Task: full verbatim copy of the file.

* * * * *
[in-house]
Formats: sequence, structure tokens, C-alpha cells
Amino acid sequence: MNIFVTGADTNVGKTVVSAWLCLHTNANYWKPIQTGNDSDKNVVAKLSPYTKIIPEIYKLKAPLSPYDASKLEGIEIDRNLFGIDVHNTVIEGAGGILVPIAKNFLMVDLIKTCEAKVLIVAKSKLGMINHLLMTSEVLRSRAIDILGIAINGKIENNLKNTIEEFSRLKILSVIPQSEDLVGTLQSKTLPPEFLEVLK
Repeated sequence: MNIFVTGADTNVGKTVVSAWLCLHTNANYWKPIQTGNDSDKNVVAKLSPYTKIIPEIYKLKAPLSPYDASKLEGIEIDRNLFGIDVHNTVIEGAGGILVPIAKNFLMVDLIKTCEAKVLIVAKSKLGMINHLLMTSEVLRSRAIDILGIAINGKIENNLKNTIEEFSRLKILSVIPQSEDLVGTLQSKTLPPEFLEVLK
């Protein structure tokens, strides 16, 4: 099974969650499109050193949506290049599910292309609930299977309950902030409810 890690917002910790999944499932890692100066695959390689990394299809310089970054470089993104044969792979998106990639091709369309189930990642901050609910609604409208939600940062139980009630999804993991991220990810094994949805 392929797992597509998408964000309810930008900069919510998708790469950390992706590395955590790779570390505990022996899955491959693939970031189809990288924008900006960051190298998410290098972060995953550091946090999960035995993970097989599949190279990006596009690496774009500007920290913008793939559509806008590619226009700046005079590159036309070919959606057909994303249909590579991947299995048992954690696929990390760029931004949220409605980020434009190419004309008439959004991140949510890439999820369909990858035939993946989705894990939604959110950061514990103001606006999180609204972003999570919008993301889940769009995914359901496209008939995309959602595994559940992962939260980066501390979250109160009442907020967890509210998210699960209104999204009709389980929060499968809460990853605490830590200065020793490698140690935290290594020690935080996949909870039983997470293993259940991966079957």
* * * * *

[in-house]
Formats: sequence, structure tokens, C-alpha cells
Amino acid sequence: MNIFVTGADTNVGKTVVSAWLCLHTNANYWKPIQTGNDSDKNVVAKLSPYTKIIPEIYKLKAPLSPYDASKLEGIEIDRNLFGIDVHNTVIEGAGGILVPIAKNFLMVDLIKTCEAKVLIVAKSKLGMINHLLMTSEVLRSRAIDILGIAINGKIENNLKNTIEEFSRLKILSVIPQSEDLVGTLQSKTLPPEFLEVLK
Repeated sequence: MNIFVTGADTNVGKTVVSAWLCLHTNANYWKPIQTGNDSDKNVVAKLSPYTKIIPEIYKLKAPLSPYDASKLEGIEIDRNLFGIDVHNTVIEGAGGILVPIAKNFLMVDLIKTCEAKVLIVAKSKLGMINHLLMTSEVLRSRAIDILGIAINGKIENNLKNTIEEFSRLKILSVIPQSEDLVGTLQSKTLPPEFLEVLK
């Protein structure tokens, strides 16, 4: 099974969650499109050193949506290049599910292309609930299977309950902030409810 890690917002910790999944499932890692100066695959390689990394299809310089970054470089993104044969792979998106990639091709369309189930990642901050609910609604409208939600940062139980009630999804993991991220990810094994949805 392929797992597509998408964000309810930008900069919510998708790469950390992706590395955590790779570390505990022996899955491959693939970031189809990288924008900006960051190298998410290098972060995953550091946090999960035995993970097989599949190279990006596009690496774009500007920290913008793939559509806008590619226009700046005079590159036309070919959606057909994303249909590579991947299995048992954690696929990390760029931004949220409605980020434009190419004309008439959004991140949510890439999820369909990858035939993946989705894990939604959110950061514990103001606006999180609204972003999570919008993301889940769009995914359901496209008939995309959602595994559940992962939260980066501390979250109160009442907020967890509210998210699960209104999204009709389980929060499968809460990853605490830590200065020793490698140690935290290594020690935080996949909870039983997470293993259940991966079957």